Disabled Cruise Ship Reaches San Diego Harbor

A Navy Seahawk helicopter brings supplies to the Carnival Splendor cruise ship in waters off the Baja Peninsula of Mexico, from the aircraft carrier USS Ronald Reagan Tuesday, Nov. 9, 2010. (AP Photo/Gregory Bull) AP Photo/Gregory Bull

After four days with no electricity across hundreds of miles of open ocean, the journey for more than 3,000 passengers aboard the Carnival Splendor cruise ship coming to an end this morning in San Diego. The ship has reached the city's harbor, but is expected to take another two hours to dock.

For two days now, the ship has inched along at agonizing six miles per hour as it is dragged back to San Diego by two tugboats sent to rescue the 13-story floating hotel off the coast of Mexico, reports CBS News Correspondent John Blackstone. The ship had been stranded when it lost power on Monday due to a fire.

Conditions on board have become something significantly less than luxury, too, Blackstone reports. The pool and casino closed when the electricity went down; hot food and hot water became memories; air conditioning became nothing more than an open window or a nap on the open deck; and, perhaps worst of all, waste disposal has become a problem.

Passenger Danny Cole told CBS' The Early Show via cellphone that there were "people getting upset by the toilet situation. They couldn't flush, and there's quite a big smell issue on the ship."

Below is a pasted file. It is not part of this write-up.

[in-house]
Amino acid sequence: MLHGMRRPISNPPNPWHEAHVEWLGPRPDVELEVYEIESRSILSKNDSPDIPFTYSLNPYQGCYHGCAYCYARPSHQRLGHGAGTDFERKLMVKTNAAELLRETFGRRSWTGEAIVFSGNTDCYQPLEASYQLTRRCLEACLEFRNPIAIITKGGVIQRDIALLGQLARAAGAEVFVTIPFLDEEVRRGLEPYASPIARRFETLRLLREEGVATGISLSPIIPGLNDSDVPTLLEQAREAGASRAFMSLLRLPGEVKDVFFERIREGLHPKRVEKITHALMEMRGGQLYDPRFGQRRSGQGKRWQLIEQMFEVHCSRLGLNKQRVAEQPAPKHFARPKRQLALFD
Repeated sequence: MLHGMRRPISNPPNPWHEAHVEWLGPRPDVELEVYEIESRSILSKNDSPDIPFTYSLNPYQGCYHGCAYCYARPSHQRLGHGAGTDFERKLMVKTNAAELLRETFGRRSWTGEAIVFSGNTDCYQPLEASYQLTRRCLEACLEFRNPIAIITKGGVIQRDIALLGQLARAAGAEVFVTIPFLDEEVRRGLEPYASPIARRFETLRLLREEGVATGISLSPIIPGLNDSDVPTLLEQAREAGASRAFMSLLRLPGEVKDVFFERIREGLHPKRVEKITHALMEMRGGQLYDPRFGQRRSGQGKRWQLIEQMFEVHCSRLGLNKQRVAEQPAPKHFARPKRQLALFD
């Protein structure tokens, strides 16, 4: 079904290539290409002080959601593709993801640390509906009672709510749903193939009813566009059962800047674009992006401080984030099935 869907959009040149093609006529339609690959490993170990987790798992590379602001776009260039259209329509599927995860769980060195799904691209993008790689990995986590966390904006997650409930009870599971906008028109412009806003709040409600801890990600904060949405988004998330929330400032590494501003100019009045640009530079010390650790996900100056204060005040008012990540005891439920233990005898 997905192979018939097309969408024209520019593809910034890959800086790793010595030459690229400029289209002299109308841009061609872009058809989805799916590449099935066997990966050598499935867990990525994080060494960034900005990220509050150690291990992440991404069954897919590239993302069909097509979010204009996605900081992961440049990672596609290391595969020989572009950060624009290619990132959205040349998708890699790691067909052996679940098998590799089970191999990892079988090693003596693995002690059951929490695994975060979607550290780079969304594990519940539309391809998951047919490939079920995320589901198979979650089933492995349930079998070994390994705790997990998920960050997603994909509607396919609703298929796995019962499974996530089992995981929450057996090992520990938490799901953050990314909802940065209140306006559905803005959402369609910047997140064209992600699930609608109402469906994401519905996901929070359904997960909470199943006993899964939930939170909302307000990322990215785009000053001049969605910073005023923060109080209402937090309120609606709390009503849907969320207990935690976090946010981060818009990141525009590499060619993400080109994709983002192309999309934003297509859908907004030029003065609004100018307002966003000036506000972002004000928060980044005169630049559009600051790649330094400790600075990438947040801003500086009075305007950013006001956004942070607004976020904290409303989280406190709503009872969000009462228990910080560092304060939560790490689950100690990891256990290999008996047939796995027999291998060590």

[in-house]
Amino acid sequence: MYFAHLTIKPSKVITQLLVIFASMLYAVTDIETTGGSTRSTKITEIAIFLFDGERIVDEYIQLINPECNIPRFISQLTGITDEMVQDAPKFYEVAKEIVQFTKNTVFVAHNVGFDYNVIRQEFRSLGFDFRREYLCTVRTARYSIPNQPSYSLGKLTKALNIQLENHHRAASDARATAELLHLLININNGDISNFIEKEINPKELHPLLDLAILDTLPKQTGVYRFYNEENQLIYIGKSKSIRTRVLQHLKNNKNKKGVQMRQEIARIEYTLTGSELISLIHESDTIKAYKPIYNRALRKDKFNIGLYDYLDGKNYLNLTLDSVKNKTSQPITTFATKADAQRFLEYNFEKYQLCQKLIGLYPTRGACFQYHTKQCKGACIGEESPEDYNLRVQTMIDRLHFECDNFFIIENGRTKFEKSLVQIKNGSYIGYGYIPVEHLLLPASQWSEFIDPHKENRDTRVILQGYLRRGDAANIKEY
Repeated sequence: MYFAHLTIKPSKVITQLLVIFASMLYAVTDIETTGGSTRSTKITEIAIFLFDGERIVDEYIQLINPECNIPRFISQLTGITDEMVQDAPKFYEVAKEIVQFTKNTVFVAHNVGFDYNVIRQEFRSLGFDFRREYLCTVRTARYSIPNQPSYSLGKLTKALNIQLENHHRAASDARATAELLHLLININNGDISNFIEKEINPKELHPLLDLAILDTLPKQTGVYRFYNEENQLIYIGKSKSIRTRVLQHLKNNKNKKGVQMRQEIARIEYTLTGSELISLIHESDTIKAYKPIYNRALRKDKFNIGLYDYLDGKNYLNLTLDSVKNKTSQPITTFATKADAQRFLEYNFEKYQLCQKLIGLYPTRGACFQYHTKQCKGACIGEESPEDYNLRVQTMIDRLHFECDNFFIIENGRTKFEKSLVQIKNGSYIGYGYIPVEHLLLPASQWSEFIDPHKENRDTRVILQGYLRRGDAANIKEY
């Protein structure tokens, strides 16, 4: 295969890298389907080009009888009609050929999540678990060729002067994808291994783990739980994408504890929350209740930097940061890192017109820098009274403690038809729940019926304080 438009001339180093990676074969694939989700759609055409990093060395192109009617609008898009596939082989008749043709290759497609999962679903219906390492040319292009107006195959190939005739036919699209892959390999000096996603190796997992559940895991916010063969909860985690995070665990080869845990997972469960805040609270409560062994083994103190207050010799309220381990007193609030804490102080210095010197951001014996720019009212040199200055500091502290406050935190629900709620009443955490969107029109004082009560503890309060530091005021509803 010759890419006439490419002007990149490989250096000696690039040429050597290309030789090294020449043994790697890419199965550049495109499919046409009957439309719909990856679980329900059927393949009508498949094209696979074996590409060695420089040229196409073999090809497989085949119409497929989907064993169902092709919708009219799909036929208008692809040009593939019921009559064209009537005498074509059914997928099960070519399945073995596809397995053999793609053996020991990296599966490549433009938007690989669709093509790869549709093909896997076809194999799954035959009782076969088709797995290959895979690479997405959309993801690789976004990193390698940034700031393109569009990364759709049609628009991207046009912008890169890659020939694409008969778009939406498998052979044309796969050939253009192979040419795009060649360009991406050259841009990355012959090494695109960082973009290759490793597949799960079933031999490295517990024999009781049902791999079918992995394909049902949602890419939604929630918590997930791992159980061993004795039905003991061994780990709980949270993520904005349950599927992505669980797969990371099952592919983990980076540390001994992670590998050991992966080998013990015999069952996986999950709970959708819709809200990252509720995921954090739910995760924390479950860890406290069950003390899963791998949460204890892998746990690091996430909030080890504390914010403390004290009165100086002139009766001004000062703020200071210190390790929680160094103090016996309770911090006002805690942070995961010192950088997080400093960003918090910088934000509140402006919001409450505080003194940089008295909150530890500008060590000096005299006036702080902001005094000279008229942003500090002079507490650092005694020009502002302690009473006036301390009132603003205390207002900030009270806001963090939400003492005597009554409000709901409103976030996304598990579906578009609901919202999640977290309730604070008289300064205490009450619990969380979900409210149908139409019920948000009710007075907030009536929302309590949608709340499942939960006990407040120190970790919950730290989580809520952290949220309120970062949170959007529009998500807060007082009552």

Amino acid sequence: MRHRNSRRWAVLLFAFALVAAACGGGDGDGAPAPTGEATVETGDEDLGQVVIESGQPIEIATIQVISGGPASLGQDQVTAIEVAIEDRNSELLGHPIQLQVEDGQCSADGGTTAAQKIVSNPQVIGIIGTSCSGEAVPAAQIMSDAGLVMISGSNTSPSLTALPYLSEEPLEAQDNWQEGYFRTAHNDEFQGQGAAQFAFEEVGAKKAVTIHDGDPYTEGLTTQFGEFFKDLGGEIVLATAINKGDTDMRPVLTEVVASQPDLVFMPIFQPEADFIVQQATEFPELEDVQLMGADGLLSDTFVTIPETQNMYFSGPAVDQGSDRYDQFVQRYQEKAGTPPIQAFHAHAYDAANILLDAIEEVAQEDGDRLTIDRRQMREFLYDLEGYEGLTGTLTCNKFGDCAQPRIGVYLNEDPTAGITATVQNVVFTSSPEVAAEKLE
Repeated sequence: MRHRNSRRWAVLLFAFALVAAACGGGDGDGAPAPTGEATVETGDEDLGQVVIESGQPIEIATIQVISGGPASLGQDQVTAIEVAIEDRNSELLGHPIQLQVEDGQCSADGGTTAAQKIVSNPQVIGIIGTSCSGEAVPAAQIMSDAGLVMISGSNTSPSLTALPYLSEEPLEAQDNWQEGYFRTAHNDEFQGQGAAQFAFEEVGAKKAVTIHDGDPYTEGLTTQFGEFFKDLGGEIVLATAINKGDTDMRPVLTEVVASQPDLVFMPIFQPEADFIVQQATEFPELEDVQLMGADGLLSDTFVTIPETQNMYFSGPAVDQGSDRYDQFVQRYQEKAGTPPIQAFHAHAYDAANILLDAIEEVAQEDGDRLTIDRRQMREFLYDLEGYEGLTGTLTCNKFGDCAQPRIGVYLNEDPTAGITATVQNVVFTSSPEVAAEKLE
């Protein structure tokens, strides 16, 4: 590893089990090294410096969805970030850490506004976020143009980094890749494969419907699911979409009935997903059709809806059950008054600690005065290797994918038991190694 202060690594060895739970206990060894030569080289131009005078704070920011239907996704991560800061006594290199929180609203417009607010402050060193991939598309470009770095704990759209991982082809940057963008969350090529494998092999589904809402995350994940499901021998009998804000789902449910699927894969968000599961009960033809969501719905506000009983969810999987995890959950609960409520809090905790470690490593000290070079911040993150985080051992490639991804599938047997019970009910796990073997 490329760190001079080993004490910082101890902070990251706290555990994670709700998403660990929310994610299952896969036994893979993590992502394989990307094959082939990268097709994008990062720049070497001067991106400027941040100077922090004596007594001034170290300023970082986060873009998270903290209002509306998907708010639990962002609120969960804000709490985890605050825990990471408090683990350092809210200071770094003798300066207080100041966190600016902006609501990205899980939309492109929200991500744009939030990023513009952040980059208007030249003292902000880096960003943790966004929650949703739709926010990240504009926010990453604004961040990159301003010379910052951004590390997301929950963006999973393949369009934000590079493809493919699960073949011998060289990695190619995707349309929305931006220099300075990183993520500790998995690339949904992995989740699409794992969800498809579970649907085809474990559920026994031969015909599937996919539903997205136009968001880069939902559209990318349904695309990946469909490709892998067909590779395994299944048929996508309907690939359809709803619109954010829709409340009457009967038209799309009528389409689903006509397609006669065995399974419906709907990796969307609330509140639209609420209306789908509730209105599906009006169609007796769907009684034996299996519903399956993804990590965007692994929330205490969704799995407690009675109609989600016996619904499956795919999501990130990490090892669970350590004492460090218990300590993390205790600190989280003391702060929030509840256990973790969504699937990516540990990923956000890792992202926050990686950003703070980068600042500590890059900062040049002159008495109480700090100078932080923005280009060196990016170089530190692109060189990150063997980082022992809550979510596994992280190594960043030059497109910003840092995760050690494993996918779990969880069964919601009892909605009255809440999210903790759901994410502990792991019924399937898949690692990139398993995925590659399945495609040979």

Watch: Rescue Effort for Carnival Splendor
Scroll down for video of passengers cheering as ship nears San Diego

In all, six vessels will be needed to bring the ship to port, as it is no longer able to steer itself.

Even after the slow process of reaching port is complete, it's going to take several hours to get the thousands of passengers and their luggage on dry land without the aid of electric conveyors.

On Carnival's website, Cruise Director John Heald posted a blog saying passengers and crew "have risen to the obvious challenges and difficult conditions aboard."

"Obviously it has been a challenge but let me tell you the most important facts and those are that the ship is safe, the guests are safe and that nobody was injured," Heald said.

Staying safe might not have been enough for many of the passengers on board. Food lines stretched for hours, and passengers survived on a diet of non-perishable food and military rations.

The daughter of two passengers, Angela Evans, told The Early Show her parents were upset by the food options during what was supposed to be a vacation.

"They were not interested in Spam and Pop Tarts," Evans said. "I left him a text message saying, 'Hey dad, do they have multiple flavors of spam.'"


Gerry Cahill, president of Carnival Cruise Lines, acknowledged at a press conference the difficult time everyone was having.

"They signed up for a great cruise vacation and obviously that is not what they got," Cahill said. "We know we ruined their vacation."

  • CBSNews

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